The rest of the cast of The Marrying Kind was selected with the same care and concern as Ray though Cukor and Kanin sometimes disagreed over specific actors. Cukor wanted Ina Claire to play the part of Judge Kroll but Kanin disliked her “artificial acting” and said it would throw the picture into “a strange and make-believe key.” They ended up casting Madge Kennedy in the role, who like Ina Claire, was a longtime friend of Cukor; The Marrying Kind marked her first screen appearance in twenty-eight years. Other actors featured in smaller parts were Sheila Bond, a Tony-award winning Broadway actress making her film debut here; Peggy Cass, also making her screen debut (she would later achieve fame as a guest panelist on TV shows such as What’s My Line? and Match Game); and an uncredited Charles Bronson who plays Chet’s pal at his post office job (Bronson was still going by the name Charles Buchinsky at this stage of his career). To ground the movie in reality, The Marrying Kind was shot on location in New York City in real settings such as Central Park, Times Square and the Stuyvesant Town apartment complex in East Manhattan [SPOILERS AHEAD]. For the memorable Decoration Day picnic in which the Keefer’s son Joey drowns in the lake, Cukor drew inspiration from a production of Anton Chekhov’s The Cherry Orchard.
At the time of The Marrying Kind, Kanin and Gordon were one of the busiest screenwriting teams in Hollywood. Not only were they working out the final script for this new film but also putting the finishing touches on Pat and Mike and Years Ago, the film adaptation of Gordon’s autobiographical play which was retitled The Actress, for MGM. Unfortunately, The Marrying Kind did not come close to the success of Born Yesterday despite the fact that Kanin and Gordon’s script was nominated for Best Written American Comedy by the Writers Guild and Holliday was nominated for Best Foreign Actress by the BAFTA (British Academy of Film & Television Arts).
The uneven tone of the film jarred most audiences and reviewers who had set expectations about it. Admittedly, Cukor’s excessive use of voice-over narration during several of the flashback scenes tends to hinder character development instead of enriching it. And Florrie and Chet are not immediately likable or sympathetic. In fact, they both could test anyone’s patience with their annoying idiosyncrasies. Cukor’s documentary-like approach also tends to flatten his attempts at humor which often seem contrived or artificial in this context. On the other hand, the arguments between the couple that increase in intensity and bitterness as the film develops may hit too close to home for many a married couple – petty arguments about in-laws, bad financial decisions, jealousy. Added to this is the fact that the film never really recovers its equilibrium after Florrie and Chet lose their child in a drowning accident even though the movie ends on a hopeful note with the couple reconciled. This may account for the film’s poor box office prospects, for The Marrying Kind is much closer to tragedy than comedy and not anyone’s idea of escapist fare. Bosley Crowther of the New York Times, however, was one of the few reviewers at the time that recognized and admired what Cukor and Kanin were attempting to do in The Marrying Kind: “Think it not curious if we don’t seem to be as side-splittingly impressed with the hilarities in this picture as its promotion might lead you to expect. Hilarity is in it – hilarity of the best – as would be almost mandatory in any picture with Miss Holliday. But the charming and lastingly affecting thing about The Marrying Kind is its bittersweet comprehension of the thorniness of the way that stretches out for two young people after they have taken the marriage vows…This reviewer has fond recollections of King Vidor’s old film, The Crowd , which was also about the frustrations of a young married couple in New York. The Marrying Kind compares to it, and that’s the nicest compliment we can pay.”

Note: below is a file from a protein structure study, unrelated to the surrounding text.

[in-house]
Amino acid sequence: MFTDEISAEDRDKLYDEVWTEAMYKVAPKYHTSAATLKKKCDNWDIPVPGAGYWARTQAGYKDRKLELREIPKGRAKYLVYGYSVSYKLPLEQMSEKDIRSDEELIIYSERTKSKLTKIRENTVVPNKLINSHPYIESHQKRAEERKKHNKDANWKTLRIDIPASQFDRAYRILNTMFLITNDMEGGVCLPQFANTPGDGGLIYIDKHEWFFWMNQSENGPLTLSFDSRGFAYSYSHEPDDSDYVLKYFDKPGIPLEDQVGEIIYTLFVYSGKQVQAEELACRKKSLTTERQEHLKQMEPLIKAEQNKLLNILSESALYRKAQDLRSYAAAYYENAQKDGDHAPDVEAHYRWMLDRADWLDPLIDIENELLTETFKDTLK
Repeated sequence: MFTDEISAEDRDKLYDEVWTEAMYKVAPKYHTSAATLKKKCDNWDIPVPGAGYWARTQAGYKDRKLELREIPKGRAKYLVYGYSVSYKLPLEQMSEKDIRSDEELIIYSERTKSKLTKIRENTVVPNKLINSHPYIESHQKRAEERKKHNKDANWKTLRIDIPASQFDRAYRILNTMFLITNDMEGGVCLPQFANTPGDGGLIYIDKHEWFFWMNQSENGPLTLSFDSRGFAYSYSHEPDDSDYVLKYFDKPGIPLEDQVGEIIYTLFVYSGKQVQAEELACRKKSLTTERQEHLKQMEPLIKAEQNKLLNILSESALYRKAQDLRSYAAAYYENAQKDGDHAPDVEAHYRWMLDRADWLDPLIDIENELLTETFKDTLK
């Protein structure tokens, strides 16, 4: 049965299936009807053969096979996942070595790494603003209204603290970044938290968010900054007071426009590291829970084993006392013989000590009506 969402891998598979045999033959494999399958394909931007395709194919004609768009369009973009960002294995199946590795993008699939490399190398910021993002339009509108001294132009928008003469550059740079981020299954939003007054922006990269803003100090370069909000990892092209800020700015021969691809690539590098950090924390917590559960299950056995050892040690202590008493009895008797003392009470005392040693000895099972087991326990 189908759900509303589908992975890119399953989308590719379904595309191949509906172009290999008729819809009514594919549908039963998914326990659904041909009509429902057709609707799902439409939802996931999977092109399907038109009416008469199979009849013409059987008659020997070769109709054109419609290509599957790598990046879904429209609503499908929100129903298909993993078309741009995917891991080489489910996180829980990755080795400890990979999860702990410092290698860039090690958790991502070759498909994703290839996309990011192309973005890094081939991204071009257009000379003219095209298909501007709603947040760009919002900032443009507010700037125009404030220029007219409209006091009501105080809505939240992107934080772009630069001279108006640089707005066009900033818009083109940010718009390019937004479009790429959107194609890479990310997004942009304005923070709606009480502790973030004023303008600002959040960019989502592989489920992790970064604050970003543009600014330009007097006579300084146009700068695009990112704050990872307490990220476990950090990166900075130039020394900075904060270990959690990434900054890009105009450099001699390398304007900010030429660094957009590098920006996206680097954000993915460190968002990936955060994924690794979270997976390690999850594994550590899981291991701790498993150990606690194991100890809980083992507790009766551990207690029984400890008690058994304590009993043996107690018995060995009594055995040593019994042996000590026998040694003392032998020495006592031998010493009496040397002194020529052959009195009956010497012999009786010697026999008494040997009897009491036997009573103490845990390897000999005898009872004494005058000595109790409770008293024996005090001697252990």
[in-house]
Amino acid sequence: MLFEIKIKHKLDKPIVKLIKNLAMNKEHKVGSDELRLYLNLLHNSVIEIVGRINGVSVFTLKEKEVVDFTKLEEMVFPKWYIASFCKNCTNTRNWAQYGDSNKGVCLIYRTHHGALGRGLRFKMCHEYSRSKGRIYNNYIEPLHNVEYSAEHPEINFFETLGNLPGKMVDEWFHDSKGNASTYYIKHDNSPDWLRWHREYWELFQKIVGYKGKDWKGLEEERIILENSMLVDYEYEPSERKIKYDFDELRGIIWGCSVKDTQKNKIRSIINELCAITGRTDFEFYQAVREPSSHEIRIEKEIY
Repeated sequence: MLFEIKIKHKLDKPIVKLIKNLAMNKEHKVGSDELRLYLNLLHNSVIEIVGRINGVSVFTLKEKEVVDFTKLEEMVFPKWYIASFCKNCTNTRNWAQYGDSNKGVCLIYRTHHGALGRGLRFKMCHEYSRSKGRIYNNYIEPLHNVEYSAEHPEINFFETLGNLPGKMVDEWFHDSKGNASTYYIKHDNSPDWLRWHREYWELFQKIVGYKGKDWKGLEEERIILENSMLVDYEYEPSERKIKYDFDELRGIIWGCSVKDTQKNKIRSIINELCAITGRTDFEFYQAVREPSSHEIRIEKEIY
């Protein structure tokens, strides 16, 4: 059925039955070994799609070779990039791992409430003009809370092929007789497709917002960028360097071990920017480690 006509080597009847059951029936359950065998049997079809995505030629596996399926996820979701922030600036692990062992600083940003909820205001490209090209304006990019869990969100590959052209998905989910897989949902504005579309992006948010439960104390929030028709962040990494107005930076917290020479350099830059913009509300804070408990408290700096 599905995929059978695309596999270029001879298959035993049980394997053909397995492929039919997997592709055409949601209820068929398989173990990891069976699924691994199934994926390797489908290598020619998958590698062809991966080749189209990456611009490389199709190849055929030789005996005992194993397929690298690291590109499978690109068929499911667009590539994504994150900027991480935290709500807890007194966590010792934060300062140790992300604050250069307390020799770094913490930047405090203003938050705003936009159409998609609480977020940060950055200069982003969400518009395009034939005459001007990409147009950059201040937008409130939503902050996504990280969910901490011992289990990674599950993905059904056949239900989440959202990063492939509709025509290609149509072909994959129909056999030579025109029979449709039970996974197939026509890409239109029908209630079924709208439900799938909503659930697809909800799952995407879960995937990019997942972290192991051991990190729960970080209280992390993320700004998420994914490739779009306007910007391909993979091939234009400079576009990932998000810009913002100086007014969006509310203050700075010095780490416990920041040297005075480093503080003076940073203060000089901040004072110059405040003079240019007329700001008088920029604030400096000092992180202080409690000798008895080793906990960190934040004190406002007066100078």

* This is an extended and revised version of the article that originally appeared on the Turner Classic Movies website